From time-to-time our site requests information from users via surveys or contests. Participation in these surveys or contests is completely voluntary and the user therefore has a choice whether or not to disclose any information requested. Information requested may include contact information (such as name and delivery address), and demographic information (such as postcode, age level). Contact information will be used to notify the winners and award prizes. Survey information will be used for purposes of monitoring or improving the functionality of the site.

    Mail-A-Friend

    If a user elects to use our referral service for informing a friend about our site, we ask them for the friend’s name and email address. Mondaq stores this information and may contact the friend to invite them to register with Mondaq, but they will not be contacted more than once. The friend may contact Mondaq to request the removal of this information from our database.

    Emails

    From time to time Mondaq may send you emails promoting Mondaq services including new services. You may opt out of receiving such emails by clicking below.

    *** If you do not wish to receive any future announcements of services offered by Mondaq you may opt out by clicking here .

    Security

    This website takes every reasonable precaution to protect our users’ information. When users submit sensitive information via the website, your information is protected using firewalls and other security technology. If you have any questions about the security at our website, you can send an email to webmaster@mondaq.com.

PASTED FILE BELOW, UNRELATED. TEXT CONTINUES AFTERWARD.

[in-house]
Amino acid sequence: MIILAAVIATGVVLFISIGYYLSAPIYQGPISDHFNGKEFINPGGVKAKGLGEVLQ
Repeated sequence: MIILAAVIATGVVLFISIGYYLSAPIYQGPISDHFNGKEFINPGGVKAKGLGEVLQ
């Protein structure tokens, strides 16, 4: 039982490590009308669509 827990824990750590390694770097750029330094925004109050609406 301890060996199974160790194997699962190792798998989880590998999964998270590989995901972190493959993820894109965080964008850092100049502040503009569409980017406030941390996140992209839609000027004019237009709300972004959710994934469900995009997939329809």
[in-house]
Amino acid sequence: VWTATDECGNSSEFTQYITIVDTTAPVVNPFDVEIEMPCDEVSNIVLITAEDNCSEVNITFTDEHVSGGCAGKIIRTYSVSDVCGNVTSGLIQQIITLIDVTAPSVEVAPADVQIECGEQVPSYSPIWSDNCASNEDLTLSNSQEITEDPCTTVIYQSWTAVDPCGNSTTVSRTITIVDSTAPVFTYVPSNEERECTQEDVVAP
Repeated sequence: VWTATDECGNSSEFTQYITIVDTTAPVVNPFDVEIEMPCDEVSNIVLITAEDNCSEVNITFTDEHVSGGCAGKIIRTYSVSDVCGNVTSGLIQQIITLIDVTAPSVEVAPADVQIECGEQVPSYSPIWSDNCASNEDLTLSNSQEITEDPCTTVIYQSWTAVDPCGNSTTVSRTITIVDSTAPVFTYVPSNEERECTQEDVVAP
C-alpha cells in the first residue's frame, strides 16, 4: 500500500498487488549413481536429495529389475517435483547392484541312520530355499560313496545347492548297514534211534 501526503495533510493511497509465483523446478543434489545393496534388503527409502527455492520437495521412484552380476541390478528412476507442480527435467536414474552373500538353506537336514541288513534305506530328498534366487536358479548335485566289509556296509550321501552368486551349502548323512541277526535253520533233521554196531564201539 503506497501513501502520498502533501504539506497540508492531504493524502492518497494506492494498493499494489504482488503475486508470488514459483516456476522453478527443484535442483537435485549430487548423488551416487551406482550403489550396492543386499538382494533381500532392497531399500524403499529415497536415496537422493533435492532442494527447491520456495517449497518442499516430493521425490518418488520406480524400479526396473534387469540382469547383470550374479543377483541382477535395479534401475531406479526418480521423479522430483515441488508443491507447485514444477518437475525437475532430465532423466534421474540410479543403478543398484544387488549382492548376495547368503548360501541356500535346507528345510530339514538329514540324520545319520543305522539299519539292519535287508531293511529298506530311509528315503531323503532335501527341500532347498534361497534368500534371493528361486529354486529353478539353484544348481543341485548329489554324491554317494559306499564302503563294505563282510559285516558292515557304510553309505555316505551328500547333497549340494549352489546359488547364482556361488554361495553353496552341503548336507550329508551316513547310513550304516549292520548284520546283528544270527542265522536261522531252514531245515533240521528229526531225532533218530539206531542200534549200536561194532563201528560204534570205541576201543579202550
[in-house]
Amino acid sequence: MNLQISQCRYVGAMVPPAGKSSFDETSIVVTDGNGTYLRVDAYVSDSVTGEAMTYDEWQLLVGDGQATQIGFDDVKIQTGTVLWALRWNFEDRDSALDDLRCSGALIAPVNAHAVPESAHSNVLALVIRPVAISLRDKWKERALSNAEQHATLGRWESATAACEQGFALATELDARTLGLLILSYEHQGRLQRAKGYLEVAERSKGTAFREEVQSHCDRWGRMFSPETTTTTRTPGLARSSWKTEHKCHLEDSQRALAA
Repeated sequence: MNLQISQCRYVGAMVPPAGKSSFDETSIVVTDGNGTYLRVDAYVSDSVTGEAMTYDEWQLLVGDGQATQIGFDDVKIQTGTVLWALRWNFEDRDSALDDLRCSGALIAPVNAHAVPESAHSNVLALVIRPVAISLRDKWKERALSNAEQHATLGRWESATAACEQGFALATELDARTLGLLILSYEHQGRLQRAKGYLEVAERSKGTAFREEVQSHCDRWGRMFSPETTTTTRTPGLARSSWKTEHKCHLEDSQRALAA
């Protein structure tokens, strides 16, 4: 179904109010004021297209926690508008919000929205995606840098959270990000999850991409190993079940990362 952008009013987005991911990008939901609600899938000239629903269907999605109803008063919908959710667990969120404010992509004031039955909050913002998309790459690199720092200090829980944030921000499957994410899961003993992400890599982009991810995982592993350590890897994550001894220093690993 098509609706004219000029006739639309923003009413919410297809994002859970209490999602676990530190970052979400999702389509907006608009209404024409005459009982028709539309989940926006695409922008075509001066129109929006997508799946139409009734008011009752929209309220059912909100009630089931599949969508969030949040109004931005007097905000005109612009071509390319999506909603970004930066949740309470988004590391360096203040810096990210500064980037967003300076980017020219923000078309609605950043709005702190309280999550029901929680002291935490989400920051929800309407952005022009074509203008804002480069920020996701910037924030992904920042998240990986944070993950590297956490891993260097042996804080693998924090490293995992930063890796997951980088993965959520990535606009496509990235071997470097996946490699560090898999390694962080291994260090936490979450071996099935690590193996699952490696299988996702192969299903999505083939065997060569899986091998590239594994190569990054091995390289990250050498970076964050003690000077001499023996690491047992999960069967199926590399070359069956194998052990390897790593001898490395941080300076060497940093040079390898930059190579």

Correcting/Updating Personal Information

    If a user’s personally identifiable information changes (such as postcode), or if a user no longer desires our service, we will endeavour to provide a way to correct, update or remove that user’s personal data provided to us. This can usually be done at the “Your Profile” page or by sending an email to EditorialAdvisor@mondaq.com.

    Notification of Changes

    If we decide to change our Terms & Conditions or Privacy Policy, we will post those changes on our site so our users are always aware of what information we collect, how we use it, and under what circumstances, if any, we disclose it. If at any point we decide to use personally identifiable information in a manner different from that stated at the time it was collected, we will notify users by way of an email. Users will have a choice as to whether or not we use their information in this different manner. We will use information in accordance with the privacy policy under which the information was collected.

    How to contact Mondaq

    You can contact us with comments or queries at enquiries@mondaq.com.

    If for some reason you believe Mondaq Ltd. has not adhered to these principles, please notify us by e-mail at problems@mondaq.com and we will use commercially reasonable efforts to determine and correct the problem promptly.

    By clicking Register you state you have read and agree to our Terms and Conditions